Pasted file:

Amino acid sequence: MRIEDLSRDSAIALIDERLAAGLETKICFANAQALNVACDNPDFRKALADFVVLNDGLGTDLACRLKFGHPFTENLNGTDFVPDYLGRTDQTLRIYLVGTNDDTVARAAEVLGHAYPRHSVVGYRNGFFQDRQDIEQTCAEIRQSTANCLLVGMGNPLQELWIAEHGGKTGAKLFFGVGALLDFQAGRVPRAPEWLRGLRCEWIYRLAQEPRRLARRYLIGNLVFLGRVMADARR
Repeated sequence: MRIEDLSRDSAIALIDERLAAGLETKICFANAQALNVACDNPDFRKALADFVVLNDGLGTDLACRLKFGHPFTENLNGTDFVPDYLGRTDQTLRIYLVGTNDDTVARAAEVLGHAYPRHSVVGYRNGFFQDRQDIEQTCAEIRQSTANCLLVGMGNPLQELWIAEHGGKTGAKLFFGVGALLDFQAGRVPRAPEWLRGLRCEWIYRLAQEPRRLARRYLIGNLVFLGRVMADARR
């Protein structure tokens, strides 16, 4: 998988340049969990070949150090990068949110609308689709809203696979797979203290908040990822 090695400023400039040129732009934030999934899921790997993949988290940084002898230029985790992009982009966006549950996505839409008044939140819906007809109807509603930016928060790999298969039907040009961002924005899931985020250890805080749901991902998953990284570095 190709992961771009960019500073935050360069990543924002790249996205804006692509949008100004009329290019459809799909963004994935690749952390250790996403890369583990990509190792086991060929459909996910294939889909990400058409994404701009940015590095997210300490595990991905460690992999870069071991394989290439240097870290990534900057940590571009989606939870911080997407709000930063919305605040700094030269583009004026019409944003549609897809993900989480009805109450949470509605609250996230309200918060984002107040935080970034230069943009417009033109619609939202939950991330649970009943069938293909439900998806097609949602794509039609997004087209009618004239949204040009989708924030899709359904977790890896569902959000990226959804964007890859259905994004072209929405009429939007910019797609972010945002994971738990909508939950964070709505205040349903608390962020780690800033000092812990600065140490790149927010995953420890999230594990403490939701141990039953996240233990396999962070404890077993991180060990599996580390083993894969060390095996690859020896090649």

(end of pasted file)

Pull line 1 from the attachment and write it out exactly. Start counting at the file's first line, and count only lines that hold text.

Amino acid sequence: MRIEDLSRDSAIALIDERLAAGLETKICFANAQALNVACDNPDFRKALADFVVLNDGLGTDLACRLKFGHPFTENLNGTDFVPDYLGRTDQTLRIYLVGTNDDTVARAAEVLGHAYPRHSVVGYRNGFFQDRQDIEQTCAEIRQSTANCLLVGMGNPLQELWIAEHGGKTGAKLFFGVGALLDFQAGRVPRAPEWLRGLRCEWIYRLAQEPRRLARRYLIGNLVFLGRVMADARR